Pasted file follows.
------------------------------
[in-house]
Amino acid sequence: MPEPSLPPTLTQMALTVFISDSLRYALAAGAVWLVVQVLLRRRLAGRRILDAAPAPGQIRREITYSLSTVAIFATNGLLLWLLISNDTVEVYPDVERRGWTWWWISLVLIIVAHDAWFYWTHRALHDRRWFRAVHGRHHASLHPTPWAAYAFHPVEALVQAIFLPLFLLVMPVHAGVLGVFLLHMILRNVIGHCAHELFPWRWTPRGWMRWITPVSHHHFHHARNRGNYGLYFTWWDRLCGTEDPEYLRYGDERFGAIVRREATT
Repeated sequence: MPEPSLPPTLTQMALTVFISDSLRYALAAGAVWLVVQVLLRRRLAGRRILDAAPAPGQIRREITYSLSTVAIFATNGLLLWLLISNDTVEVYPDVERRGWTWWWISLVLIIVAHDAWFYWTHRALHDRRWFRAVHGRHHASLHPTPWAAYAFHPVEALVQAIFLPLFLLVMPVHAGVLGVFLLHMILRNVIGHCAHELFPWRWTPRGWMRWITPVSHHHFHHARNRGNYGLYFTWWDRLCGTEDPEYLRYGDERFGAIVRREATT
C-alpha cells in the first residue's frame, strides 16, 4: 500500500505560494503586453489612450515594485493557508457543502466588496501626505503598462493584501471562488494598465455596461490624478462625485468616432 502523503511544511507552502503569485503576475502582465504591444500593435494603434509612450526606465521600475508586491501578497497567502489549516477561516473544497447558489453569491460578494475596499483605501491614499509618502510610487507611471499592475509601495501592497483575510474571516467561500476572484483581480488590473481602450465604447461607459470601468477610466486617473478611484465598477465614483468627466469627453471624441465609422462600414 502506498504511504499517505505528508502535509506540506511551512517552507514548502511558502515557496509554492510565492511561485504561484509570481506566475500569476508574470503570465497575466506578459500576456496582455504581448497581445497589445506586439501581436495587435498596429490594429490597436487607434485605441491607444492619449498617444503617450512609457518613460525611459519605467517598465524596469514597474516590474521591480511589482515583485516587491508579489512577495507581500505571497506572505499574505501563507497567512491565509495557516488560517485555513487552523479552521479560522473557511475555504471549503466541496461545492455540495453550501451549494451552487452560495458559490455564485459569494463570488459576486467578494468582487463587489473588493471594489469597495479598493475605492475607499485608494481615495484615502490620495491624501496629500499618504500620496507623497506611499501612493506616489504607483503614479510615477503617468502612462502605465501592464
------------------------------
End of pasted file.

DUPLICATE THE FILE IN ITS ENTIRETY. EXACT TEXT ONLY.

[in-house]
Amino acid sequence: MPEPSLPPTLTQMALTVFISDSLRYALAAGAVWLVVQVLLRRRLAGRRILDAAPAPGQIRREITYSLSTVAIFATNGLLLWLLISNDTVEVYPDVERRGWTWWWISLVLIIVAHDAWFYWTHRALHDRRWFRAVHGRHHASLHPTPWAAYAFHPVEALVQAIFLPLFLLVMPVHAGVLGVFLLHMILRNVIGHCAHELFPWRWTPRGWMRWITPVSHHHFHHARNRGNYGLYFTWWDRLCGTEDPEYLRYGDERFGAIVRREATT
Repeated sequence: MPEPSLPPTLTQMALTVFISDSLRYALAAGAVWLVVQVLLRRRLAGRRILDAAPAPGQIRREITYSLSTVAIFATNGLLLWLLISNDTVEVYPDVERRGWTWWWISLVLIIVAHDAWFYWTHRALHDRRWFRAVHGRHHASLHPTPWAAYAFHPVEALVQAIFLPLFLLVMPVHAGVLGVFLLHMILRNVIGHCAHELFPWRWTPRGWMRWITPVSHHHFHHARNRGNYGLYFTWWDRLCGTEDPEYLRYGDERFGAIVRREATT
C-alpha cells in the first residue's frame, strides 16, 4: 500500500505560494503586453489612450515594485493557508457543502466588496501626505503598462493584501471562488494598465455596461490624478462625485468616432 502523503511544511507552502503569485503576475502582465504591444500593435494603434509612450526606465521600475508586491501578497497567502489549516477561516473544497447558489453569491460578494475596499483605501491614499509618502510610487507611471499592475509601495501592497483575510474571516467561500476572484483581480488590473481602450465604447461607459470601468477610466486617473478611484465598477465614483468627466469627453471624441465609422462600414 502506498504511504499517505505528508502535509506540506511551512517552507514548502511558502515557496509554492510565492511561485504561484509570481506566475500569476508574470503570465497575466506578459500576456496582455504581448497581445497589445506586439501581436495587435498596429490594429490597436487607434485605441491607444492619449498617444503617450512609457518613460525611459519605467517598465524596469514597474516590474521591480511589482515583485516587491508579489512577495507581500505571497506572505499574505501563507497567512491565509495557516488560517485555513487552523479552521479560522473557511475555504471549503466541496461545492455540495453550501451549494451552487452560495458559490455564485459569494463570488459576486467578494468582487463587489473588493471594489469597495479598493475605492475607499485608494481615495484615502490620495491624501496629500499618504500620496507623497506611499501612493506616489504607483503614479510615477503617468502612462502605465501592464